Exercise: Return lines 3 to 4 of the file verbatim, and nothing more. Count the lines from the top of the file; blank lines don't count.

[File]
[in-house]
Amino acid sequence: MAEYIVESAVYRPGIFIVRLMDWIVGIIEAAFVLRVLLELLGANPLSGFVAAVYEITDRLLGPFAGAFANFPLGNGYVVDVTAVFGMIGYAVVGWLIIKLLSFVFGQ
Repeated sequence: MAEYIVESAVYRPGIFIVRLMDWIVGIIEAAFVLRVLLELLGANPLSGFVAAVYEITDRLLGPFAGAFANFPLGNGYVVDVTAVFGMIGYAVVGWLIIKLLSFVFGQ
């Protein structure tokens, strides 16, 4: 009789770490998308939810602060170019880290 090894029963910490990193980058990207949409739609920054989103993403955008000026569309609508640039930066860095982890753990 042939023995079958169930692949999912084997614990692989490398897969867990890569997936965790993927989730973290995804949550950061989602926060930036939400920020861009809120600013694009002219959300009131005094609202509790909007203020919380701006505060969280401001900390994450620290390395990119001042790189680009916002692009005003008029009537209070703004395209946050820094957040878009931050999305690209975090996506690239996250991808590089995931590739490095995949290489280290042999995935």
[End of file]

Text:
Repeated sequence: MAEYIVESAVYRPGIFIVRLMDWIVGIIEAAFVLRVLLELLGANPLSGFVAAVYEITDRLLGPFAGAFANFPLGNGYVVDVTAVFGMIGYAVVGWLIIKLLSFVFGQ
């Protein structure tokens, strides 16, 4: 009789770490998308939810602060170019880290 090894029963910490990193980058990207949409739609920054989103993403955008000026569309609508640039930066860095982890753990 042939023995079958169930692949999912084997614990692989490398897969867990890569997936965790993927989730973290995804949550950061989602926060930036939400920020861009809120600013694009002219959300009131005094609202509790909007203020919380701006505060969280401001900390994450620290390395990119001042790189680009916002692009005003008029009537209070703004395209946050820094957040878009931050999305690209975090996506690239996250991808590089995931590739490095995949290489280290042999995935």